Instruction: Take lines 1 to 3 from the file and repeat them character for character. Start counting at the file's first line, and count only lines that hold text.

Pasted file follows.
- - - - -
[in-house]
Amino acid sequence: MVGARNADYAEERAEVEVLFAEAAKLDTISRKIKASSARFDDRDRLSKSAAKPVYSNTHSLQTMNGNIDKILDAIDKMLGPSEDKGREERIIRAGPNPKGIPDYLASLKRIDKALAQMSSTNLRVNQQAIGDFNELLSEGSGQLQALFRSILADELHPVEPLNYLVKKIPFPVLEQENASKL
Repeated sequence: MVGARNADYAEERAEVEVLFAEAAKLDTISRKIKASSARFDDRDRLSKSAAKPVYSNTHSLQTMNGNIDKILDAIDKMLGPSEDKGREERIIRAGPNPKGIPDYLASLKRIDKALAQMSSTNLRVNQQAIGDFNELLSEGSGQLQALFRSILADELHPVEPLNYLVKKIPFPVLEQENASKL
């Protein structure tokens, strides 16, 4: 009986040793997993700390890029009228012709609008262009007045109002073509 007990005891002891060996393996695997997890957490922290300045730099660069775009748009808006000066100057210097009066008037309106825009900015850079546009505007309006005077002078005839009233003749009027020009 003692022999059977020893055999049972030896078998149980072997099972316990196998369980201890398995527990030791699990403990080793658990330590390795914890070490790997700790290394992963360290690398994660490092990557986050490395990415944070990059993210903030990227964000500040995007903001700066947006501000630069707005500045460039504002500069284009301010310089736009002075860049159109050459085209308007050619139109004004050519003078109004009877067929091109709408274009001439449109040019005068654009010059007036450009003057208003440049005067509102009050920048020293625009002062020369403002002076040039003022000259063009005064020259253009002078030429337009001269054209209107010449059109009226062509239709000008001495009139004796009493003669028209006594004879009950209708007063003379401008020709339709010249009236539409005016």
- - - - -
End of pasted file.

[in-house]
Amino acid sequence: MVGARNADYAEERAEVEVLFAEAAKLDTISRKIKASSARFDDRDRLSKSAAKPVYSNTHSLQTMNGNIDKILDAIDKMLGPSEDKGREERIIRAGPNPKGIPDYLASLKRIDKALAQMSSTNLRVNQQAIGDFNELLSEGSGQLQALFRSILADELHPVEPLNYLVKKIPFPVLEQENASKL
Repeated sequence: MVGARNADYAEERAEVEVLFAEAAKLDTISRKIKASSARFDDRDRLSKSAAKPVYSNTHSLQTMNGNIDKILDAIDKMLGPSEDKGREERIIRAGPNPKGIPDYLASLKRIDKALAQMSSTNLRVNQQAIGDFNELLSEGSGQLQALFRSILADELHPVEPLNYLVKKIPFPVLEQENASKL